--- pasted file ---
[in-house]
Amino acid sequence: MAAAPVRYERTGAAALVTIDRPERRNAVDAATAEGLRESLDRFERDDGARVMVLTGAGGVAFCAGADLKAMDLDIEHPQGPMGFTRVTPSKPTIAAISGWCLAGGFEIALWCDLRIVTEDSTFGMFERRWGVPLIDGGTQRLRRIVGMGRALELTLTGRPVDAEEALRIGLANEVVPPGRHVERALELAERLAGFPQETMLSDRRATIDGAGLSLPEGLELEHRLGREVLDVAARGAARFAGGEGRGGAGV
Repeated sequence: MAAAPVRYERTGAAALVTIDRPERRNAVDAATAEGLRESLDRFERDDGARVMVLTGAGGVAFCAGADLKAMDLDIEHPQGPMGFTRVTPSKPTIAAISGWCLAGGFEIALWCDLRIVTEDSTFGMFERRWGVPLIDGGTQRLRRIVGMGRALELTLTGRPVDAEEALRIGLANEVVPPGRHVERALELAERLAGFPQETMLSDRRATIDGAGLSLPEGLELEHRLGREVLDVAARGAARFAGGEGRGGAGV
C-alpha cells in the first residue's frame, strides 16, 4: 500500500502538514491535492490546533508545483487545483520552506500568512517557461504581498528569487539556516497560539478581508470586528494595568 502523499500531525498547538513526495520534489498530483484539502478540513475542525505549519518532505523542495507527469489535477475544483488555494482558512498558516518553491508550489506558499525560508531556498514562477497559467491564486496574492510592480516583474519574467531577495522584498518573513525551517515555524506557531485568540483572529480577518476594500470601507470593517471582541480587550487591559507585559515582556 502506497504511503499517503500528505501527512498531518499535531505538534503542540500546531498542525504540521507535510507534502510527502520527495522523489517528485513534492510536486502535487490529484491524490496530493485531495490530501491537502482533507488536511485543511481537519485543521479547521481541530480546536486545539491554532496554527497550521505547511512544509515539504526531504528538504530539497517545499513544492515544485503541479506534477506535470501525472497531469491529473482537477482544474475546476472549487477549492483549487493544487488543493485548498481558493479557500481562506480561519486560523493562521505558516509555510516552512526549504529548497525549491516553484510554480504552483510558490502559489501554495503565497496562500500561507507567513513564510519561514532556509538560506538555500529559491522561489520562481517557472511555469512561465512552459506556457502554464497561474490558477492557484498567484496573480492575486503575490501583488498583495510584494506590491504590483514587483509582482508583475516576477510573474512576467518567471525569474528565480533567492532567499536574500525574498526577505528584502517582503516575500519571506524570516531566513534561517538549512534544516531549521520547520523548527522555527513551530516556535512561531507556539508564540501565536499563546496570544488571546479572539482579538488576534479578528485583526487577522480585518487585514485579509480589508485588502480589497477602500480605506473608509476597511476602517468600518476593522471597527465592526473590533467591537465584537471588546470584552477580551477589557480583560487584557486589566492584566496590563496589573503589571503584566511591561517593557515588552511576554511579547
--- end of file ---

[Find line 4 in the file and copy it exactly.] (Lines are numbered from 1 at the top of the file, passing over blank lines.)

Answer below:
C-alpha cells in the first residue's frame, strides 16, 4: 500500500502538514491535492490546533508545483487545483520552506500568512517557461504581498528569487539556516497560539478581508470586528494595568 502523499500531525498547538513526495520534489498530483484539502478540513475542525505549519518532505523542495507527469489535477475544483488555494482558512498558516518553491508550489506558499525560508531556498514562477497559467491564486496574492510592480516583474519574467531577495522584498518573513525551517515555524506557531485568540483572529480577518476594500470601507470593517471582541480587550487591559507585559515582556 502506497504511503499517503500528505501527512498531518499535531505538534503542540500546531498542525504540521507535510507534502510527502520527495522523489517528485513534492510536486502535487490529484491524490496530493485531495490530501491537502482533507488536511485543511481537519485543521479547521481541530480546536486545539491554532496554527497550521505547511512544509515539504526531504528538504530539497517545499513544492515544485503541479506534477506535470501525472497531469491529473482537477482544474475546476472549487477549492483549487493544487488543493485548498481558493479557500481562506480561519486560523493562521505558516509555510516552512526549504529548497525549491516553484510554480504552483510558490502559489501554495503565497496562500500561507507567513513564510519561514532556509538560506538555500529559491522561489520562481517557472511555469512561465512552459506556457502554464497561474490558477492557484498567484496573480492575486503575490501583488498583495510584494506590491504590483514587483509582482508583475516576477510573474512576467518567471525569474528565480533567492532567499536574500525574498526577505528584502517582503516575500519571506524570516531566513534561517538549512534544516531549521520547520523548527522555527513551530516556535512561531507556539508564540501565536499563546496570544488571546479572539482579538488576534479578528485583526487577522480585518487585514485579509480589508485588502480589497477602500480605506473608509476597511476602517468600518476593522471597527465592526473590533467591537465584537471588546470584552477580551477589557480583560487584557486589566492584566496590563496589573503589571503584566511591561517593557515588552511576554511579547